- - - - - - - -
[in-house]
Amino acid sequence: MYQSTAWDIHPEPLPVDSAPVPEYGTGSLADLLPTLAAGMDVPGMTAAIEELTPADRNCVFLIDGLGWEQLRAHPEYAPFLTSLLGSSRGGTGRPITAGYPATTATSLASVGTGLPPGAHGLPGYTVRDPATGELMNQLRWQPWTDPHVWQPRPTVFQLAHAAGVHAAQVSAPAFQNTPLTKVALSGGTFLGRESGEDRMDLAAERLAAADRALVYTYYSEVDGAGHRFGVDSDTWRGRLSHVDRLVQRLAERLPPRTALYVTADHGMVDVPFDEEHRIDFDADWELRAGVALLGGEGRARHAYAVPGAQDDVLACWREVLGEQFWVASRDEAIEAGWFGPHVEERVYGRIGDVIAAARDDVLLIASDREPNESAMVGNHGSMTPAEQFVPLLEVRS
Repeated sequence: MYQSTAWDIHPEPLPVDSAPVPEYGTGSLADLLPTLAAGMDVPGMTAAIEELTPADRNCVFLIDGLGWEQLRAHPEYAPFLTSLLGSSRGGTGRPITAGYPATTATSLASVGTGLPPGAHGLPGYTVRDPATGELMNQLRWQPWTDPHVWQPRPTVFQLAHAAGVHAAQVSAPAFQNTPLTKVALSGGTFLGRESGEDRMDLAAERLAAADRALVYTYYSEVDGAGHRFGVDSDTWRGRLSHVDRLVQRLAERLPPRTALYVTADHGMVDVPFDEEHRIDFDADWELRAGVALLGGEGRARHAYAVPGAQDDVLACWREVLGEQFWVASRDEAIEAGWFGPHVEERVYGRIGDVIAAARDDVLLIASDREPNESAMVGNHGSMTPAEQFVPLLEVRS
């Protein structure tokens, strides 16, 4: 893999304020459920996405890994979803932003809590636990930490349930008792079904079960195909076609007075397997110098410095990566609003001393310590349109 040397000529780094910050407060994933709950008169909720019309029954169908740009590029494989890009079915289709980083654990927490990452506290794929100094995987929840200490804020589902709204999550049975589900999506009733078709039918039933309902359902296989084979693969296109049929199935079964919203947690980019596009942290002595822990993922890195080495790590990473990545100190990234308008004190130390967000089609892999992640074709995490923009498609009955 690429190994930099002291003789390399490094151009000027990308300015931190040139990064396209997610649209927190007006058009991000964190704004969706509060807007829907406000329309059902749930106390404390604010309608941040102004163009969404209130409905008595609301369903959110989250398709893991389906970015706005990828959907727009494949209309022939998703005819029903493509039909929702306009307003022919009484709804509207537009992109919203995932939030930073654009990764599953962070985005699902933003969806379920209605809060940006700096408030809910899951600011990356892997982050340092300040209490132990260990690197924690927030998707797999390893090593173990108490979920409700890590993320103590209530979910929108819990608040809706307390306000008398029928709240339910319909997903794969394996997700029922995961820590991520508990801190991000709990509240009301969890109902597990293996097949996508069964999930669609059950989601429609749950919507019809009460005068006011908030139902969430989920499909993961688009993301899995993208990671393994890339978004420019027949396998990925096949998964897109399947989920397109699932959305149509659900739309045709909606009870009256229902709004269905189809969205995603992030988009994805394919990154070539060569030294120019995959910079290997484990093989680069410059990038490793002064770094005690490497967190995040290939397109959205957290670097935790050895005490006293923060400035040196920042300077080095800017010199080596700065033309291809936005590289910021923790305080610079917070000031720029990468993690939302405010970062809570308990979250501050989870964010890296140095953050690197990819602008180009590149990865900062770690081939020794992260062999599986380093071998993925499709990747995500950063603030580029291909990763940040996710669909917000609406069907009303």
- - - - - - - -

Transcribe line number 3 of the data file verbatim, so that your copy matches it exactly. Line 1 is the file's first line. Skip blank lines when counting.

Repeated sequence: MYQSTAWDIHPEPLPVDSAPVPEYGTGSLADLLPTLAAGMDVPGMTAAIEELTPADRNCVFLIDGLGWEQLRAHPEYAPFLTSLLGSSRGGTGRPITAGYPATTATSLASVGTGLPPGAHGLPGYTVRDPATGELMNQLRWQPWTDPHVWQPRPTVFQLAHAAGVHAAQVSAPAFQNTPLTKVALSGGTFLGRESGEDRMDLAAERLAAADRALVYTYYSEVDGAGHRFGVDSDTWRGRLSHVDRLVQRLAERLPPRTALYVTADHGMVDVPFDEEHRIDFDADWELRAGVALLGGEGRARHAYAVPGAQDDVLACWREVLGEQFWVASRDEAIEAGWFGPHVEERVYGRIGDVIAAARDDVLLIASDREPNESAMVGNHGSMTPAEQFVPLLEVRS